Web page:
The Joy of Not Working

In: BlogDate: Sep 23, 2013By: Henry Stewart

At Happy every member of staff is entitled to one month’s paid sabbatical for every six years of working here. As the founder I have to admit I’ve been a bit slow to take mine. But, no longer restricted by school holidays, this year I went for it: five weeks in Costa Rica and then three in Somerset.

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It was marvelous. We went white-water rafting, we zip-wired across 600 ft canyons, we saw monkeys, crocodiles and sloths and we spent a lot of time on the beach or in the rainforest. Wet and wonderful, Costa Rica aims to be the first carbon-neutral economy in the world.

Most importantly I cut myself off from work for those five weeks. Not an email, tweet or work-related phone call. I’m not sure I would go for total internet cold turkey, though. I still used my iPhone to find out how to spot a sloth (so cute) or why Costa Rica abolished its army (a very wise move, as it turned out).

And I got back to find that, of course, all was fine at Happy and forward bookings were up. But the big change has been since. I feel re-energised and rejuvenated. Every meeting seems to turn into an opportunity in a way that it didn’t always before.

Earlier in the year I had an online discussion with @hermioneway, who complained that nobody should be “out of the office” in the age of the smartphone. No need to take a break, she said, when you enjoy your work.

Well, I reckon I enjoy working at Happy. Rather a lot in fact. But however much you love it, I reckon taking a break from work is good for you. So its no work ever on Saturdays for me and work-free holidays. It makes a difference, and gives important time to reflect and think..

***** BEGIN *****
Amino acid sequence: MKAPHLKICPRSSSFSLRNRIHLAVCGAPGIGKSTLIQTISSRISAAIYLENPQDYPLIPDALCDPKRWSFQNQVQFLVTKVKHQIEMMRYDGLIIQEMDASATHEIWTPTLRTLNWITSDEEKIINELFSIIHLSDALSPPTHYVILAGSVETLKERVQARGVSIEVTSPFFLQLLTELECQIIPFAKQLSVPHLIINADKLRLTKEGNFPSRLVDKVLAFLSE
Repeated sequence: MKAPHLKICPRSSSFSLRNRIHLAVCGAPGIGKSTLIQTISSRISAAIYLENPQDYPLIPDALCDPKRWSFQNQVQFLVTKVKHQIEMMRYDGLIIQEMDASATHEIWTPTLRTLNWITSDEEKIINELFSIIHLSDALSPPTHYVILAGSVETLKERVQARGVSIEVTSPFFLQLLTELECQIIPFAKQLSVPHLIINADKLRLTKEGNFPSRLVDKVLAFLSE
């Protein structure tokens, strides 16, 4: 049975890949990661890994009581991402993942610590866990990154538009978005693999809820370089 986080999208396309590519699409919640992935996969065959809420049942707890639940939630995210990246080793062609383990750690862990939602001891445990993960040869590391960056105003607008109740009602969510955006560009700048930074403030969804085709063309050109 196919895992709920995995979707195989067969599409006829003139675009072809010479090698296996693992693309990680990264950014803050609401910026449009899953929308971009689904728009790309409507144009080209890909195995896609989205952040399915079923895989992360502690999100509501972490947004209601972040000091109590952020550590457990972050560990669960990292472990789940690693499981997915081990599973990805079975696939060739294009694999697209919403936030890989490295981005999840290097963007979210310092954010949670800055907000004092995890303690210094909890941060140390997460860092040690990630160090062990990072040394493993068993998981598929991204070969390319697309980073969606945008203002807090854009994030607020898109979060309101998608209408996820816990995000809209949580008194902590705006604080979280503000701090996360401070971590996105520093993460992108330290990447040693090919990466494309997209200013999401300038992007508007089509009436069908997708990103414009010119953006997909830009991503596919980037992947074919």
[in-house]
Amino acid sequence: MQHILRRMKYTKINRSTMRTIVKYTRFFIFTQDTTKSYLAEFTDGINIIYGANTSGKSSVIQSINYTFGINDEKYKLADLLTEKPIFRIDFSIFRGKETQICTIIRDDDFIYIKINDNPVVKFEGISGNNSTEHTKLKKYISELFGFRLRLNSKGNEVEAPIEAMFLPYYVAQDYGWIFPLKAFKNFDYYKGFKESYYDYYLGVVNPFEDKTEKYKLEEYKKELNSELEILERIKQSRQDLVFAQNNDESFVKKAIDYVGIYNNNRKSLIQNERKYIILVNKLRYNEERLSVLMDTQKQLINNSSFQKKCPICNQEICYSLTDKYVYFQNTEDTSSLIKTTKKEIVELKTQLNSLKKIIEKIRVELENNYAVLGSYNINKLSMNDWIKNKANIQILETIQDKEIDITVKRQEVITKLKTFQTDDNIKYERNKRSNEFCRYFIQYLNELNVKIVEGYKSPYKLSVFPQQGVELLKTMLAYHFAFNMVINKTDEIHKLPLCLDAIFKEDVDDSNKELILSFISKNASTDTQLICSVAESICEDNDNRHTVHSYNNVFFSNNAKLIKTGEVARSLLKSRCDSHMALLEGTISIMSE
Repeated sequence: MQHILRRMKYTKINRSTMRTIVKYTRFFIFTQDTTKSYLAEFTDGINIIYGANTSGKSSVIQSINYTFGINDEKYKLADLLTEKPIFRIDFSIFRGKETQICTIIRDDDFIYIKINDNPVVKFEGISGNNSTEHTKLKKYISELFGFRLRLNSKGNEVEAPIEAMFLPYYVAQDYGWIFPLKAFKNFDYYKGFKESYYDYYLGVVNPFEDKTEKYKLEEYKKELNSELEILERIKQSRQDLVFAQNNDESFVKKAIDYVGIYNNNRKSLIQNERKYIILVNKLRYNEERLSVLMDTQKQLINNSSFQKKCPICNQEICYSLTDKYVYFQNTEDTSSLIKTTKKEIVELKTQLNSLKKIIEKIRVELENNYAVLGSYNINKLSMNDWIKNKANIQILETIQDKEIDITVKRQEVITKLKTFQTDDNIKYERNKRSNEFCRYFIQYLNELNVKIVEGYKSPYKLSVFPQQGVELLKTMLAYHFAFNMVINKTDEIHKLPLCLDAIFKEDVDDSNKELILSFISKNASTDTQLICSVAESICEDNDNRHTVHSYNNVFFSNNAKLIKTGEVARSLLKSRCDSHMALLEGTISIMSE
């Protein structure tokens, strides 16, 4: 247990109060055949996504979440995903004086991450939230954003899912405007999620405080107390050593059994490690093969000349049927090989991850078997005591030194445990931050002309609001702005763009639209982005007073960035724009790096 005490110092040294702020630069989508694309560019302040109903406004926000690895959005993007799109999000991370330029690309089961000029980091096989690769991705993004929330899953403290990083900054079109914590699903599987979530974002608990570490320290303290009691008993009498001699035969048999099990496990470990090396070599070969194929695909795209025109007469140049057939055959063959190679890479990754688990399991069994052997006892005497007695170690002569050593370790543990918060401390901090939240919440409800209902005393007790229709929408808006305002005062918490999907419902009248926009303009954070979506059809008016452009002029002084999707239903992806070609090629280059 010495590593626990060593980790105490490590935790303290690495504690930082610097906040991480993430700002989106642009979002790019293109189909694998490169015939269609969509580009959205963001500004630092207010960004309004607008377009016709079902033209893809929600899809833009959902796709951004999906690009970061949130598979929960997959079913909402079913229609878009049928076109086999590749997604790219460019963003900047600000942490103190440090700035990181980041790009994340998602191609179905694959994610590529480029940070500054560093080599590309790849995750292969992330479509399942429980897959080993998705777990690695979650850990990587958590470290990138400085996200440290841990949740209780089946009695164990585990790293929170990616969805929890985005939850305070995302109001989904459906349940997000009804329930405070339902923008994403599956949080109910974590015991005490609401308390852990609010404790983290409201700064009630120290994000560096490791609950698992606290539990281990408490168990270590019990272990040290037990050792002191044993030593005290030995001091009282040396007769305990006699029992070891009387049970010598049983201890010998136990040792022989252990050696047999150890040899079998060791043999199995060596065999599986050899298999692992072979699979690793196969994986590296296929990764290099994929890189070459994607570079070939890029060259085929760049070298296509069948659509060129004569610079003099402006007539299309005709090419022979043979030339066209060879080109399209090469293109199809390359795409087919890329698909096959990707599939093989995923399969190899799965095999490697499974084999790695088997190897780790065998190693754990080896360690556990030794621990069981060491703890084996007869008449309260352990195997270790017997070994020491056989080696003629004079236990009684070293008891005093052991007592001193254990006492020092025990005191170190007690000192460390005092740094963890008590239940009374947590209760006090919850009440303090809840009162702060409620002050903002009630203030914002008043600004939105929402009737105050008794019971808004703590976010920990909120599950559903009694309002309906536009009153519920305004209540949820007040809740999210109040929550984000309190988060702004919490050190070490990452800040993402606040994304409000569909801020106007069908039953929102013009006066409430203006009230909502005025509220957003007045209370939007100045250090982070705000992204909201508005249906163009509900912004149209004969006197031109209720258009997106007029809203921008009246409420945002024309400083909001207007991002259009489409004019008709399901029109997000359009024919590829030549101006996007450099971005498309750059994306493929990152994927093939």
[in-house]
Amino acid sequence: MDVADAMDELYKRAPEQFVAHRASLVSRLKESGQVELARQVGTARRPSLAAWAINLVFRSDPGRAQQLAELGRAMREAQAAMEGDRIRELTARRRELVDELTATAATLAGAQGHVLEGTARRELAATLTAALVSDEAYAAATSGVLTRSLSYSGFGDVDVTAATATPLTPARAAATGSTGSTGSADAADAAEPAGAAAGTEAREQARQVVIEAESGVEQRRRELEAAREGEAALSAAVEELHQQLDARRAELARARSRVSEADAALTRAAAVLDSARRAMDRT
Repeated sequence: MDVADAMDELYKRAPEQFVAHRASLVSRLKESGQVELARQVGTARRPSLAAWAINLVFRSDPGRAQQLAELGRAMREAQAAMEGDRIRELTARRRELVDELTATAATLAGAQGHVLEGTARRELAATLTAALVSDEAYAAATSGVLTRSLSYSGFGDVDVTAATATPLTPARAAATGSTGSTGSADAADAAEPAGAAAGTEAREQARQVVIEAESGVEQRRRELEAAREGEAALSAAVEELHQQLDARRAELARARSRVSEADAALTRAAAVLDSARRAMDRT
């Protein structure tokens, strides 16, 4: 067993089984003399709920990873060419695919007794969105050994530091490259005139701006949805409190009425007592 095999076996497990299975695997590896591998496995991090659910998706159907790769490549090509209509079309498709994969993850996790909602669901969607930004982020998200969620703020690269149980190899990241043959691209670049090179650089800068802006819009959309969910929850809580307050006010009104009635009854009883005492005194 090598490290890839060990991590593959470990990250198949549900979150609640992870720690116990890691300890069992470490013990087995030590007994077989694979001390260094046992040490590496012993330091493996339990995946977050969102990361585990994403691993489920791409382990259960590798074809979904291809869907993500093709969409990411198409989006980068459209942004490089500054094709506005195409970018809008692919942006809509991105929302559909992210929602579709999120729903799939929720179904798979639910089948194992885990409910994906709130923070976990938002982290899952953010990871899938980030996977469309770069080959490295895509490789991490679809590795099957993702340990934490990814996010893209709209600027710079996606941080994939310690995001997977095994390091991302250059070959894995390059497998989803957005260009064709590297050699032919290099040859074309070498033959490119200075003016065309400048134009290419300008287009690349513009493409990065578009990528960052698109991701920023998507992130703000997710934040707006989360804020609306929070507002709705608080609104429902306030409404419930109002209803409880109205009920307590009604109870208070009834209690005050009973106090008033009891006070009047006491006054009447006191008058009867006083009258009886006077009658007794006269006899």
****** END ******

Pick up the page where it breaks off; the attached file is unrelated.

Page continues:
If you run a business, think about a sabbatical for your staff. You could find it pays for itself in increased energy and creativity. And set an example by taking one yourself. I’ve got three more to catch up on and I’m looking forward to them!

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Henry Stewart, Founder and Chief Happiness Officer

Henry is founder and Chief Happiness Officer of Happy Ltd, originally set up as Happy Computers in 1987. Inspired by Ricardo Semler’s book Maverick, he has built a company which has won multiple awards for some of the best customer service in the country and being one of the UK’s best places to work.

Henry was listed in the Guru Radar of the Thinkers 50 list of the most influential management thinkers in the world. "He is one of the thinkers who we believe will shape the future of business," explained list compiler Stuart Crainer.

His first book, Relax, was published in 2009. His second book, the Happy Manifesto, was published in 2013 and was short-listed for Business Book of the Year.

You can find Henry on LinkedIn and follow @happyhenry on Twitter.

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